Two other causes of fear of crime include victimization experiences and neighborhood conditions. Direct and indirect victimization experiences may both impact fear of crime. In this area of research, study results have been mixed, with some studies suggesting that direct victimization experiences cause individuals to fear the possibility of experiencing victimization in the future, while other studies suggest that being a non-victim makes individuals more likely to experience fear of crime. This issue is further complicated in studying indirect victimization, where individuals experience victimization vicariously by hearing stories of others’ victimization. The possibility that what happened to someone on the news, to a family member, or to a next door neighbor might happen to oneself is sometimes sufficient to make an individual afraid of crime. In terms of neighborhood conditions, social disorganization or perception of the environment as unsafe greatly impacts fear of crime. Physical incivilities in neighborhoods include things such as trash on the street, broken windows in buildings, or graffiti. Social incivilities include gangs of teenagers hanging out on neighborhood street corners or open drug sales in a neighborhood. Both physical and social incivilities are found to increase fear of crime.
Another important facet of fear of crime involves the consequences of fear of crime in individuals’ daily lives. The primary way that individuals cope with fear of crime is by engaging in constrained behaviors (the behaviors individuals take to keep themselves safe
from potential victimization). There are two forms of constrained behaviors: protective behaviors (proactive measures, such as owning a gun, locking doors, or having an alarm system) and avoidance behaviors (reactive measures, such as avoiding going places alone, avoiding going places at night, or avoiding certain areas of a city). Most research suggests that individuals engage in a variety of protective and avoidance measures to reduce potential criminal victimization. The research findings on the impact of these behaviors in reducing fear of crime are mixed, with some studies arguing that constrained behaviors produce more fear of crime and others arguing fear subsides as a result of these behaviors. In addition, some researchers suggest that engaging in constrained behaviors, especially avoidance behaviors, can restrict mobility, decrease freedom, and minimize autonomy.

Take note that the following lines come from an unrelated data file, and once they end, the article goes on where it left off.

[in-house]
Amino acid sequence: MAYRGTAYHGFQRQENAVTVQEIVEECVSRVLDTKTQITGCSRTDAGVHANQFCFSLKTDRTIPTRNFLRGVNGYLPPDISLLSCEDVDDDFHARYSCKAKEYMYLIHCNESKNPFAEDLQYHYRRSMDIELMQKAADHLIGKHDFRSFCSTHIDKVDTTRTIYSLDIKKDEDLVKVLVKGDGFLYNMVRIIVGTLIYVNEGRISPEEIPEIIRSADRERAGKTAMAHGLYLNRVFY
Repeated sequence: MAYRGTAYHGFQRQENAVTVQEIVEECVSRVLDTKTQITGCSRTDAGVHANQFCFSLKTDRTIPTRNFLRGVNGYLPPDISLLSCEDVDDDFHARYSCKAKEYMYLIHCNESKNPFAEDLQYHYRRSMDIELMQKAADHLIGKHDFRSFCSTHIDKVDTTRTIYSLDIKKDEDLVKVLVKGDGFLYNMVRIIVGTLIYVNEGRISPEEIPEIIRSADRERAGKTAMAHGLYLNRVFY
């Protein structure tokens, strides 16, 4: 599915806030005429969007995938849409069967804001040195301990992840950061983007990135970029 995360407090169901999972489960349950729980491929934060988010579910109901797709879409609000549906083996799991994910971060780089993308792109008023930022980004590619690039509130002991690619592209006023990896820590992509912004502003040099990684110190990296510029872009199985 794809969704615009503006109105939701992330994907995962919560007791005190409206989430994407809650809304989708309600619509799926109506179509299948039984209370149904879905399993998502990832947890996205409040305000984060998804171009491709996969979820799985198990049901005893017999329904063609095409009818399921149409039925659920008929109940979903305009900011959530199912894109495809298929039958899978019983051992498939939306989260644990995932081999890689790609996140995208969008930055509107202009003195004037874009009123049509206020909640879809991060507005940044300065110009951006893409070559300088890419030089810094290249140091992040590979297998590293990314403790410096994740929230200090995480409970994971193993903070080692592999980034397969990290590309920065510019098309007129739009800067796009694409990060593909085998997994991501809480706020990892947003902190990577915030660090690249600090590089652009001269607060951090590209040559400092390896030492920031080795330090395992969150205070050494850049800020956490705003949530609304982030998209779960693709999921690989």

In some cases, fear of crime may be more of a problem than crime itself. Those most likely to fear crime include women, the elderly, White individuals in non-White neighborhoods, and lower-income individuals. Further, individuals who live in socially disorganized neighborhoods or those who have experienced direct or indirect victimization show increased levels of fear as well. The consequences of fear of crime are the increased behaviors taken to protect from potential crime occurring. These behaviors can greatly restrict individuals’ mobility and can actually increase their fear of crime. Future research on this topic may help alleviate fear of crime and promote greater understanding of victimization experiences.
- Hale, C. (1996). Fear of crime: A review of the literature. International Review of Victimology, 4, 79-159.
- Mesch, G. (2000). Perceptions of risk, lifestyle activities, and fear of crime. Deviant Behavior, 21, 67-72.
- Reid, L. W., Roberts, J. T., & Hilliard, H. M. (1998). Fear of crime and collective action: An analysis of coping strategies. Sociological Inquiry, 68, 312-328.
- Rountree, P. W. (1998). A reexamination of the crime-fear linkage. Journal of Research in Crime and Delinquency, 35, 341-377.